© Istock/Qui Thinh Tran
© Istock/Qui Thinh Tran

Phong Nha Ke Bang National Park: the world's largest caves

3 minutes to read

Probably the most typical cliche in destination guides is the incessant shower of superlatives. Everything is "gorgeous", "breathtaking", or simply "the best". Well, for a change, in the case of Phong Nha Ke Bang National Park, it is fully justified: the park contains the world's largest cave, and then the 3rd and the 4th largest to boot. The rest of the park is filled, predictably, with more caves. A perfect sample of karst landscape, Phong Nha Ke Bang, is quite hard to navigate. Even though the jungle here shelters a lot of rare fauna, your chances to see it would be better elsewhere. But for caves big and small, dark and penetrated with light shafts, merely wet and partly submerged, there is no better place in Vietnam and few comparable areas in the world. The big deal, Son Doong Cave, can only be accessed with the help of an agency, which might be expensive and difficult to arrange, but other caves are just as good.

© Istock/Geng Xu
© Istock/Geng Xu

Hang Son Doong

Sometimes size matters. Son Doong Cave is so huge that, as Wikipedia puts it, a Boeing plane could fly through it without risking scraping its wings on the walls. Its entire area is large enough to fit a small town. It is not only the biggest in the world but in fact twice as big as the next one. Inside is a separate world, with its own climate and biota. Alas, the only way to visit Hang Son Doong is to take an expensive tour from a monopolist travel agency. Look it up if you think it is worth it. Despite the price, also aiming to be the greatest in the world, the tours are so popular they are usually booked for a year or more ahead.

Son Doong Cave, Phong Nha Ke Bang National Park
Son Doong Cave, Phong Nha Ke Bang National Park
Xuân Trạch, Bố Trạch District, Quang Binh Province, Vietnam
© Istock/xuanhuongho
© Istock/xuanhuongho

Paradise Cave and Phong Nha Cave

These two caves are the easiest to reach from the national park headquarters. Phong Nha Cave has a river flowing through it and can be visited by boat. Paradise Cave is accessible on foot. Unfortunately, both have been "developed" in the typical Vietnamese way - festooned with colored lights and glittering. 

Paradise Cave, Phong Nha Ke Bang National Park
Paradise Cave, Phong Nha Ke Bang National Park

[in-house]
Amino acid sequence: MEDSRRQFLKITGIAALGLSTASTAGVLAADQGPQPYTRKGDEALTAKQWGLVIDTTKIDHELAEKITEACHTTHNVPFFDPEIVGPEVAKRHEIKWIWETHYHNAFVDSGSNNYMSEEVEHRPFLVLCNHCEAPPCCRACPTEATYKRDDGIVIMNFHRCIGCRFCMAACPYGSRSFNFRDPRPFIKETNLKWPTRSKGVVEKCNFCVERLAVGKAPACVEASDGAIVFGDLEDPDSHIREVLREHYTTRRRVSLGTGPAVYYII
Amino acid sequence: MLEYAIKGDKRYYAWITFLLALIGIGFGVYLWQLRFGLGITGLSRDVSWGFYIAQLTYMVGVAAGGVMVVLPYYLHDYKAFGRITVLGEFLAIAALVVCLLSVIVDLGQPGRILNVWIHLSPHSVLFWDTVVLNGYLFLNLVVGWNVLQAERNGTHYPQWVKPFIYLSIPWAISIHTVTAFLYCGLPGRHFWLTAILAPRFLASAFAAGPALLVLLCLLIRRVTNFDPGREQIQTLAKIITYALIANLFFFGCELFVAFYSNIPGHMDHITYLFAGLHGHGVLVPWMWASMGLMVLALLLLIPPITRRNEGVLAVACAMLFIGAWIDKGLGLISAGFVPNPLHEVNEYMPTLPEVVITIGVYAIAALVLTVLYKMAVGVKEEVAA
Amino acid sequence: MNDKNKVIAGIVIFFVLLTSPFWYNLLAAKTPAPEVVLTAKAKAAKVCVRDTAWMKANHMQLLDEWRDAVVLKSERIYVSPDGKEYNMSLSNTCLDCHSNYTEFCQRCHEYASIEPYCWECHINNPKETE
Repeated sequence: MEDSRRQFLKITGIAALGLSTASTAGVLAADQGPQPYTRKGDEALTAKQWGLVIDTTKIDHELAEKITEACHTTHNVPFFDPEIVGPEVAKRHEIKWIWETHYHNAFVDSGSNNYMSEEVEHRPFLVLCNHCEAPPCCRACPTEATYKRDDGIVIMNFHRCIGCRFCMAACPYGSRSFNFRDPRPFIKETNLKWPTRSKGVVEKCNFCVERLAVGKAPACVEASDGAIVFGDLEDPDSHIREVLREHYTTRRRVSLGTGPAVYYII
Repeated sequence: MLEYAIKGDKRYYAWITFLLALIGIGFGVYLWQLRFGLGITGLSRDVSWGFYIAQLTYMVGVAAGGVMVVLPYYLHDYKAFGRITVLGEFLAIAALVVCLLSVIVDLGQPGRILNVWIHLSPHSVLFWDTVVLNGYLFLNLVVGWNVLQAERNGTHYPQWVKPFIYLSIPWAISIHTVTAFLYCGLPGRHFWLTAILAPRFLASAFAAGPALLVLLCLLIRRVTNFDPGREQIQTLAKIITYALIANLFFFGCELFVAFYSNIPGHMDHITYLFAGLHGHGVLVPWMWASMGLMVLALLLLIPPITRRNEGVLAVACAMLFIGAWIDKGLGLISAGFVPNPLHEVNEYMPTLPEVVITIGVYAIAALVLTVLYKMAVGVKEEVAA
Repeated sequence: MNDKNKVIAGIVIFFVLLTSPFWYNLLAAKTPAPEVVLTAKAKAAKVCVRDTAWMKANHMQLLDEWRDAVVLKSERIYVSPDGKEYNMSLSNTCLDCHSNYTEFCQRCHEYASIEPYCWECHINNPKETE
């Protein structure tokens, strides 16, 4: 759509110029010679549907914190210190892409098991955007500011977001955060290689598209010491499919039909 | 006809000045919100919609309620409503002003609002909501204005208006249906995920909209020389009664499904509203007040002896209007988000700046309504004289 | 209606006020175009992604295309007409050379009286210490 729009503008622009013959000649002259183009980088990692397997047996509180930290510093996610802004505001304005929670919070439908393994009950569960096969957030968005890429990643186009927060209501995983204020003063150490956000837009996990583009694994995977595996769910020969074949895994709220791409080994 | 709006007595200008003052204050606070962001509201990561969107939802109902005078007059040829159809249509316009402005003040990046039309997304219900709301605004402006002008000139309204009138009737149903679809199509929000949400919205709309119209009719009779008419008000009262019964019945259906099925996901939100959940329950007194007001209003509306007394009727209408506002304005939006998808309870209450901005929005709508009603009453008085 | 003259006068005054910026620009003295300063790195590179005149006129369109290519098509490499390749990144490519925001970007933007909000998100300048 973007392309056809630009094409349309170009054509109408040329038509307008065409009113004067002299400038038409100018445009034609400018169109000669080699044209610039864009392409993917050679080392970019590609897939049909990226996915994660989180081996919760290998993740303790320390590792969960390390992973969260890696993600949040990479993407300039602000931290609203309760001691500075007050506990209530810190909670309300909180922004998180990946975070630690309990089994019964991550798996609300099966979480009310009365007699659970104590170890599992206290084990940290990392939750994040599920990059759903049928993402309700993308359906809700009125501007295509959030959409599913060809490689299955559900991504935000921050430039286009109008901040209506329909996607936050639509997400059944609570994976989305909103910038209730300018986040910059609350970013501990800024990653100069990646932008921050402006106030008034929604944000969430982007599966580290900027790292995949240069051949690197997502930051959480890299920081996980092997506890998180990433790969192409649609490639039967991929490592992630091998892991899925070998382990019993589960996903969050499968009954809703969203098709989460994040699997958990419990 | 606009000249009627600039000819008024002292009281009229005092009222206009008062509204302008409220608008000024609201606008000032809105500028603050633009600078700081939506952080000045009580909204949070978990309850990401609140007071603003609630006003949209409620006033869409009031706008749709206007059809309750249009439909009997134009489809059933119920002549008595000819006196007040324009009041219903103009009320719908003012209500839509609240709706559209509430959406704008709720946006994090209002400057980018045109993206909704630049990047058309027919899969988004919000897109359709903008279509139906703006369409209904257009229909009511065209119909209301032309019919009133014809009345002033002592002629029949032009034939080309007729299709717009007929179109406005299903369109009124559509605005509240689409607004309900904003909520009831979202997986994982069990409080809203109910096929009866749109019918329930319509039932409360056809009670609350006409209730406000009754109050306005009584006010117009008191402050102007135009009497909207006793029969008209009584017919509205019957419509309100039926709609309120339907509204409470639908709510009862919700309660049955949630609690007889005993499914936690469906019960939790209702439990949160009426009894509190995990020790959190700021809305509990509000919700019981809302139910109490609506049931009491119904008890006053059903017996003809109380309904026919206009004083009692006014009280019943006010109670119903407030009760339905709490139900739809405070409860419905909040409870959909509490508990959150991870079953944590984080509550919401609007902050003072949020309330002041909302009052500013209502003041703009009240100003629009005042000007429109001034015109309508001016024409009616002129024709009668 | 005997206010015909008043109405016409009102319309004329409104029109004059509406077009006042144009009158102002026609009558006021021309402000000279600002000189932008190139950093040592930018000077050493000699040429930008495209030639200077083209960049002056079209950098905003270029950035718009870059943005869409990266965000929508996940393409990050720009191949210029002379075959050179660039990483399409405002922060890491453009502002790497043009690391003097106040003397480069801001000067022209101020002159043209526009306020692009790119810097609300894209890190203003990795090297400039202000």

Paradise Cave, Km 16 Đường Hồ Chí Minh, Nhánh Tây, Bố Trạch, Quảng Bình, Vietnam
© Istock/Qui Thinh Tran
© Istock/Qui Thinh Tran

Other caves

But despair not, since Phong Nha Ke Bang has hundreds of caves of every size and condition. The third biggest in the world, Hang En, will take days to explore. If that is not enough, continue to Pygmy Cave - "pygmy" is a misnomer, as it is actually the fourth biggest. Tu Lan Cave is probably the most variable, with wet, dry, semi-submerged and submerged sections. Hang Va has plenty of beautiful blue pools where cave pearls can be found. Tiger Cave allows one to swim in a subterranean river. You can even try to find your own - there is no way all the caverns, passages and other holes in the ground could have been mapped. In fact, new ones are discovered regularly. Of course, independent exploration will require spelunking skills, and sometimes, equipment.

Hang En, Phong Nha Ke Bang National Park
Hang En, Phong Nha Ke Bang National Park
ĐT562, Thượng Trạch, Bố Trạch, Quảng Bình, Vietnam
© Istock/thaslam
© Istock/thaslam

Hiking and wildlife watching

If you are tired of caving or simply would not settle for any less than the largest cave in the world but cannot afford it, a hike amid the karst landscape may be a reasonable substitute. The tall limestone cliffs are inevitably photogenic. Wildlife watching in Phong Nha Ke Bang National Park is not bad either. One problem is extremely broken ground that makes it difficult to spot animals or approach them. For primates and other arboreal fauna, on the other hand, it may be an advantage: tree canopies here are located at different heights, creating "windows" in the foliage. There are three species of langurs in the park, a sizable population of gibbons, and of course, the ubiquitous macaques. The protected jungle also hosts the rare saola antelope and sun bears, but you are highly unlikely to see any of those.


The author

Mark Levitin

Mark Levitin

I am Mark, a professional travel photographer, a digital nomad. For the last four years, I am based in Indonesia, spending here roughly half a year and travelling around Asia for the other half. Previously, I spent four years in Thailand, exploring it from all perspectives.

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